Q: About 90% of buyers are Sri Lankan. Do you think this trend will continue or moving forward, will the industry see more foreign buyers moving in?
A: I have, over the last decade, seen quite a number of repeat buyers. It is a natural progression of wealth and the broadening of that base, which happens in any well set economy. I’m reluctant to use the word thriving but Sri Lanka is growing and the ripple effects of that is seen in the wealth that is available for distribution.
Q: Is there not a danger of repeat buyers driving up prices and limiting accessibility for young, first-time buyers trying to find a price point they can afford on a middleclass salary?
A: I think that phenomena would occur when you talk about restricted land availability. There is a finite amount of land and this would push away aspirational buyers, but that would happen in terms of real estate because prices are linked and land prices are a component of that. The only redeemer in this situation would be the condominium, because if you do not have it, then quite opposite to what is feared, the land prices would go far higher. On two acres of land we are building 404 apartments. If we build houses the maximum number would be 53 houses, which would not be possible because the construction can only cover about 65% of the land and there have to be access roads. That would reduce the number to about 34 houses. Condominiums are really the answer to the land problem. The city of Colombo has narrow roads and traffic is a massive problem. We are seeing a trend where people are even keeping apartments for weekday living, and we are seeing families coming back from the suburbs.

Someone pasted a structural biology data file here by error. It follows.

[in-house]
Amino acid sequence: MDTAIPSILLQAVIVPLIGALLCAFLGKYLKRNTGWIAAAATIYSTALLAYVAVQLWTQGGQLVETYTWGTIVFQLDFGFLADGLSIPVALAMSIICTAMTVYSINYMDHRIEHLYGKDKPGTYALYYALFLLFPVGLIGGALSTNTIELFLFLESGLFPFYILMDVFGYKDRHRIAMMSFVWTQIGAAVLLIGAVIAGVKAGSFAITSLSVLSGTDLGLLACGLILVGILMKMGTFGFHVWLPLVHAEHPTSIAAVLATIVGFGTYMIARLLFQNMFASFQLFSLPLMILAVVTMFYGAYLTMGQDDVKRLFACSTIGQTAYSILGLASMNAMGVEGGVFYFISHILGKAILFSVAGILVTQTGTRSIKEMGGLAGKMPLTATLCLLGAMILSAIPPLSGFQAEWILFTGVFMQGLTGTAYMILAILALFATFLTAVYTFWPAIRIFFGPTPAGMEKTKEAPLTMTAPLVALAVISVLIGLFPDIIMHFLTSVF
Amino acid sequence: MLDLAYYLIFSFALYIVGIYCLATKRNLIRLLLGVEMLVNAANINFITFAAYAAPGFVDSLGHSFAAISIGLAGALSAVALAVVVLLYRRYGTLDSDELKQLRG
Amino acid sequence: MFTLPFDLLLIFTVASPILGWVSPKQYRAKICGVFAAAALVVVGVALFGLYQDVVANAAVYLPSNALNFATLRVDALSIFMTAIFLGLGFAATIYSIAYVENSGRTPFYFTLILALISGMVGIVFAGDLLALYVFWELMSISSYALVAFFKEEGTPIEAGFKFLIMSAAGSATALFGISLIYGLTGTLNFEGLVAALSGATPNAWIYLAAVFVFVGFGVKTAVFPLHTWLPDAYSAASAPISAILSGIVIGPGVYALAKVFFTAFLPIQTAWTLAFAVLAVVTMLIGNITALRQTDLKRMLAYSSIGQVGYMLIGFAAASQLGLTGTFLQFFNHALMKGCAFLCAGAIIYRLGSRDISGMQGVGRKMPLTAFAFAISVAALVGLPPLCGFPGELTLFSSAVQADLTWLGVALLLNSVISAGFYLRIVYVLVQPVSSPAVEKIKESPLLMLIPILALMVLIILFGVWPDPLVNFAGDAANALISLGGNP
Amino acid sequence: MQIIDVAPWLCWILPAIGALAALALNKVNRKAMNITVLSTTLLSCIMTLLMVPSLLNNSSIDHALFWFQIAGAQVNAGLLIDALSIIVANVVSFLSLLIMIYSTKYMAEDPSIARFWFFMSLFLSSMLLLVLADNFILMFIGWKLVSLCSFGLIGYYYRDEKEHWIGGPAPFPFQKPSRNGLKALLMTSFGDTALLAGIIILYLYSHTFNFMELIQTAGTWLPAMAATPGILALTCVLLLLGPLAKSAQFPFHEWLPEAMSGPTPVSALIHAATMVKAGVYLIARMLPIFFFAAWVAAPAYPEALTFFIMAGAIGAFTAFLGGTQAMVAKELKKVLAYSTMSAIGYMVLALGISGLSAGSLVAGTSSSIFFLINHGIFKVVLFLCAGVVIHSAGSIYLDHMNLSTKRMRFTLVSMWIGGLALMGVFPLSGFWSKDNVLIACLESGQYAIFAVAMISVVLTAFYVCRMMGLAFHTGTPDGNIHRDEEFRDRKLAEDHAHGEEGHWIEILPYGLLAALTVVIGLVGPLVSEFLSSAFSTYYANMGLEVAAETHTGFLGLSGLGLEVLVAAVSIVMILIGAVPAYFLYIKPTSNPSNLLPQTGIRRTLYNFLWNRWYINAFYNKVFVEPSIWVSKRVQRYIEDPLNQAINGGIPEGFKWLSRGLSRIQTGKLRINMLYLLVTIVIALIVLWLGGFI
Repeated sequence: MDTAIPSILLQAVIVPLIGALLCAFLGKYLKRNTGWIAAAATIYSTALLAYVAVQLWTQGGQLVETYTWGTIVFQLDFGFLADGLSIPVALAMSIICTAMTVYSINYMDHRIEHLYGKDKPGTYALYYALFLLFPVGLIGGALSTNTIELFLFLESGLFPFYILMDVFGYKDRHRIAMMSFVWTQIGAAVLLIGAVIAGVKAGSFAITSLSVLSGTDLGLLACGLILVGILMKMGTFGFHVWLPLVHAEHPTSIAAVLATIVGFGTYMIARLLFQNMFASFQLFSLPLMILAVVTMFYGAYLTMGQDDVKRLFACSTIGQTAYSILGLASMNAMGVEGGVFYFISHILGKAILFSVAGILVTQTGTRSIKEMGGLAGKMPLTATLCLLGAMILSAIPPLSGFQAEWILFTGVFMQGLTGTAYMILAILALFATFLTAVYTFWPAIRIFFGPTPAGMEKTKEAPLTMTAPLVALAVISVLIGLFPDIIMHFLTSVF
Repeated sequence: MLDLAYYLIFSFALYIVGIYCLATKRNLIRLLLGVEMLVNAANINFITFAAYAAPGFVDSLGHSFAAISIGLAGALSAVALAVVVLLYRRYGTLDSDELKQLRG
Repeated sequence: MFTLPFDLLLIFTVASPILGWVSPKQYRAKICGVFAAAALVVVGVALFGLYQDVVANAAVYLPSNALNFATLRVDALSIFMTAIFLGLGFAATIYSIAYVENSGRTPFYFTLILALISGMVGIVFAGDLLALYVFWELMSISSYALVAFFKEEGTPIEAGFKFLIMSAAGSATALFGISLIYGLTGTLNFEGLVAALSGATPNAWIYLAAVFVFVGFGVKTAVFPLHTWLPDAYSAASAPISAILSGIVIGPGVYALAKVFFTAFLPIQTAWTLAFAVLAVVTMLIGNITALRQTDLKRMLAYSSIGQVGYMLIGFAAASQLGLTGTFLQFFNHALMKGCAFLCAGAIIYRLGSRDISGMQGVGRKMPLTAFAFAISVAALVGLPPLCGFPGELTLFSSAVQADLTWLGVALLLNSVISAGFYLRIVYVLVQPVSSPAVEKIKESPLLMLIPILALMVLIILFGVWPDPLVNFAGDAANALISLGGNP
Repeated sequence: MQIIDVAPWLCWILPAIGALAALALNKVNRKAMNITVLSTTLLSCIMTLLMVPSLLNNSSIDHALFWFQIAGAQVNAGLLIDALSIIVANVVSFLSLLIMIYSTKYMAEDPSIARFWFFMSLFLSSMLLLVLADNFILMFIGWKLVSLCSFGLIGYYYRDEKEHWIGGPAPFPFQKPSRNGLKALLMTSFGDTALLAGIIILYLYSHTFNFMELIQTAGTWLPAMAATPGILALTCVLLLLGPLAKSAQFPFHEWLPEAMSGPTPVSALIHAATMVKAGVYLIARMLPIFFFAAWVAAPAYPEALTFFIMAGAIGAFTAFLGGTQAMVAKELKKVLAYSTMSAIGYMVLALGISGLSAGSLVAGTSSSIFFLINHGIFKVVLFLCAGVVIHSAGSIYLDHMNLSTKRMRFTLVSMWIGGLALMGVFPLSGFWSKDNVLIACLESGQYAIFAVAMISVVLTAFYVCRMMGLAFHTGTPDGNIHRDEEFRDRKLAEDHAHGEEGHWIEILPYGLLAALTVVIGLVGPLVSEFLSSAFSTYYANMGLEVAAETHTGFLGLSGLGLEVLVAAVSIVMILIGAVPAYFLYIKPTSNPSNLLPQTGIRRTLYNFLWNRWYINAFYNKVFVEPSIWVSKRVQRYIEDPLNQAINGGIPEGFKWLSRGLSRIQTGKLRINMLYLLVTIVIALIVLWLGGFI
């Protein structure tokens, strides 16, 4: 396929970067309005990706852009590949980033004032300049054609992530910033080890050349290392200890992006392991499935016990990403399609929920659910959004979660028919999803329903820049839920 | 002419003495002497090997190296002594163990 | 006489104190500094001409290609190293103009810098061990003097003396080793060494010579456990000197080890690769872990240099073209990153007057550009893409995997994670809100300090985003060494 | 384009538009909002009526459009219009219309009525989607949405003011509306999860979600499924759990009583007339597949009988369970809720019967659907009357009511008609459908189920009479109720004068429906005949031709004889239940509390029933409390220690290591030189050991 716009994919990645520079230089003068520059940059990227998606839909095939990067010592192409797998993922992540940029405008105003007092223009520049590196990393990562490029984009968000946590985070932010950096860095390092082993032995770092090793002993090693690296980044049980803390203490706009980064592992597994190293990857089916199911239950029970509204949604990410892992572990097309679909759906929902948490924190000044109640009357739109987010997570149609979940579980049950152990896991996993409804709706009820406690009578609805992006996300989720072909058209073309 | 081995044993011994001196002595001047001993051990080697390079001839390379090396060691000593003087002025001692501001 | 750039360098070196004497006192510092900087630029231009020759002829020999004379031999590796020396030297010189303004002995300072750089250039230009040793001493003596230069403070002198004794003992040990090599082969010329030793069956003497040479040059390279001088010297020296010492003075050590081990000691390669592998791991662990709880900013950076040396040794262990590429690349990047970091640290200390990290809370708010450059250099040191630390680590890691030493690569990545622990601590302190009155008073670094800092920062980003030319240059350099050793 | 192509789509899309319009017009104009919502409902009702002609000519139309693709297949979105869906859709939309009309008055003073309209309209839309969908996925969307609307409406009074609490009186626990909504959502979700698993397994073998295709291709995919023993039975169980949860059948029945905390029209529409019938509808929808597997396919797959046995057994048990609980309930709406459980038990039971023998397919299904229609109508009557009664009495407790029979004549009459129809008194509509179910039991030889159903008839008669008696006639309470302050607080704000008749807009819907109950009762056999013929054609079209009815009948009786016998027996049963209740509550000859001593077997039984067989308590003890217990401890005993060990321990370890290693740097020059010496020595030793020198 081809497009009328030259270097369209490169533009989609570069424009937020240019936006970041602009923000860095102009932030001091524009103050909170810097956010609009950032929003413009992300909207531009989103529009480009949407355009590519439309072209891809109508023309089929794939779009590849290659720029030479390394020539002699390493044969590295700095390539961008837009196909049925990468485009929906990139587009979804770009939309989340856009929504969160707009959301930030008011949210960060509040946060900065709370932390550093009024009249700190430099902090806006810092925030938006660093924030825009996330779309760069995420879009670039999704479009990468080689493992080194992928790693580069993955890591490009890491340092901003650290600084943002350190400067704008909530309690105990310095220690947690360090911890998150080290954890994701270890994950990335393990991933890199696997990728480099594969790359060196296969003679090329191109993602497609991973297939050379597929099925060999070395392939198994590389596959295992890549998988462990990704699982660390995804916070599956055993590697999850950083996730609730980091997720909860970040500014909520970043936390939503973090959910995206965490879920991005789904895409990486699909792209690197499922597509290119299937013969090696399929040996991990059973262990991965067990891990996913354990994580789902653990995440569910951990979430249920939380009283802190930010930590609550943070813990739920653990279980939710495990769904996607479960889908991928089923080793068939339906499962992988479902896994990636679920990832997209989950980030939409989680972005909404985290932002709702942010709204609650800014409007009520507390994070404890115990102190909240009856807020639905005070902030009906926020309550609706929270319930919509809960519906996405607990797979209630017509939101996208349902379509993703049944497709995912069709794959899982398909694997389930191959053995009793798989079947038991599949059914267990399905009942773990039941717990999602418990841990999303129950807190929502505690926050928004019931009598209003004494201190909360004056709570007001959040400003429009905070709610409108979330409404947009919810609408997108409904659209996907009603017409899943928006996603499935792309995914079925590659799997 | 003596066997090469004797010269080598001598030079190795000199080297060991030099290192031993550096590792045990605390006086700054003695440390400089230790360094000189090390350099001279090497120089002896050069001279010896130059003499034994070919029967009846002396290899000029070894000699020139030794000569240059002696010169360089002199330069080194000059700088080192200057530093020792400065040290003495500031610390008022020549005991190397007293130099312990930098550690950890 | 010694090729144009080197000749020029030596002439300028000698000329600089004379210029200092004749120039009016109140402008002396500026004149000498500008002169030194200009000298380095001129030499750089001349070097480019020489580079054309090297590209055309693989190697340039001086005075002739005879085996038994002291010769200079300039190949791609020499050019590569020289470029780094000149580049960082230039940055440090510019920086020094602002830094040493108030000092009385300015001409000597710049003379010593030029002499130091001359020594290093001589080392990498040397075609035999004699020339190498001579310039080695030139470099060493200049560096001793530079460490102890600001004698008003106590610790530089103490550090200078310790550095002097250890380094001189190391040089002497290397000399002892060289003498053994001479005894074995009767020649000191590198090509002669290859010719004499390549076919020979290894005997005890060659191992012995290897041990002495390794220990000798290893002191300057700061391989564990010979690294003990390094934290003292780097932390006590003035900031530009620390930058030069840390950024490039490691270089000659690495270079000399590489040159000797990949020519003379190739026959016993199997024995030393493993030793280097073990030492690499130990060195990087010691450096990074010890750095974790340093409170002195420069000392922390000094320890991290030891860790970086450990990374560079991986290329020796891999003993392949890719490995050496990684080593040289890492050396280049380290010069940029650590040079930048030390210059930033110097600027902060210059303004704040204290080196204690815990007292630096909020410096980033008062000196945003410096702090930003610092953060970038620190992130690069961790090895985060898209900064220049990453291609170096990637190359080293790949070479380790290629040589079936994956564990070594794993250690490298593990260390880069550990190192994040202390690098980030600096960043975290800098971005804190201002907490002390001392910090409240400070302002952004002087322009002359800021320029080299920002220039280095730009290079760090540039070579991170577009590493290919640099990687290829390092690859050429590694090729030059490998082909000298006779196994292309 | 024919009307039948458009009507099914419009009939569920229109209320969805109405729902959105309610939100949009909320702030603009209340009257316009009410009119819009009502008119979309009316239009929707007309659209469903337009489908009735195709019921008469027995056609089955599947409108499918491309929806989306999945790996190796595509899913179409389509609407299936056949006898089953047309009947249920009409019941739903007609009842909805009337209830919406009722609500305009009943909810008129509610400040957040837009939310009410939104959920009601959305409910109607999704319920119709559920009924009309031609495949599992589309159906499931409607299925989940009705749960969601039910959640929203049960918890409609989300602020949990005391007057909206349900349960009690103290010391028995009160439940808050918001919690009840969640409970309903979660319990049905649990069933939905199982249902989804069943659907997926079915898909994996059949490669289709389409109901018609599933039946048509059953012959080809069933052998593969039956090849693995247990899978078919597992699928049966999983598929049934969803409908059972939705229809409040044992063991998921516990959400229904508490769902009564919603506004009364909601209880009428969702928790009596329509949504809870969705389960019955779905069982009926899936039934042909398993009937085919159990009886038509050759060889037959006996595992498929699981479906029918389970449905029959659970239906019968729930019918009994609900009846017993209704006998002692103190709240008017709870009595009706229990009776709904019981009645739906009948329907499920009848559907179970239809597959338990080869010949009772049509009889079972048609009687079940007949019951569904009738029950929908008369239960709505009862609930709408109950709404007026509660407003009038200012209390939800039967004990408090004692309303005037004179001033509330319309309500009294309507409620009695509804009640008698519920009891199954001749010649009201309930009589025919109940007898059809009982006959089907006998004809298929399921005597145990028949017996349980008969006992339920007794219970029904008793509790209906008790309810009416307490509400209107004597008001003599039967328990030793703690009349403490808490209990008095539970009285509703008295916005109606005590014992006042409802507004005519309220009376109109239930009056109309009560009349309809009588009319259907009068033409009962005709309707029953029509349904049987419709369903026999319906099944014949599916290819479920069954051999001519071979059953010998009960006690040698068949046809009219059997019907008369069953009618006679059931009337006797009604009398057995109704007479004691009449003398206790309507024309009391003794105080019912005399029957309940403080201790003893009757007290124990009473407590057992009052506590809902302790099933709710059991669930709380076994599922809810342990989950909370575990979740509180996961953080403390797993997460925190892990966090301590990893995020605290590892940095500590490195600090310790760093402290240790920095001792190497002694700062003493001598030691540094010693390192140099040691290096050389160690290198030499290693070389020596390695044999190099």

Q: Are you concerned about the affordability of apartments?
A: That is more of a generic national problem. The cost of land is high. Therefore, if people buy land outside central Colombo then the cost of transport and time is high. If you try to build a 2000 square foot house in Colombo that would cost you more than an apartment. Our apartments started at $ 400,000, now because we have sold 70%, the cheapest available is $ 525,000. Reason for the steep increase is twofold. One is availability, because the apartments are at higher levels and therefore they are more expensive and secondly, we have been pushing our prices higher. Altair is, I would say, among the best, but our prices are actually better than many other developers that are considered mid-range. Sometimes the larger developers help economies of scale filter down.
Q: Since the Government is the largest holder of land, several companies have appealed for the release of more land to build mid-range housing for middleclass or upper middleclass people. Would you agree with this observation?
A: Yes, this is a very valid request as there is a dire need for middleclass and upper middleclass housing within Colombo City limits or its’ immediate suburbs, and with well-designed condos, it will not take an overabundance of land to provide at least a modicum of a solution. For example, as little as 20 acres (even in separate blocks) could conservatively cater to as many as 9000 middleclass apartments or 7000 upper middleclass apartments. Of course there would have to be a rational in releasing lands to selected developers; perhaps “a Swiss challenge” method of selection. Quite apart from the delivery of a civic obligation, the Government would also save traffic infrastructure and lessen fuel wastage.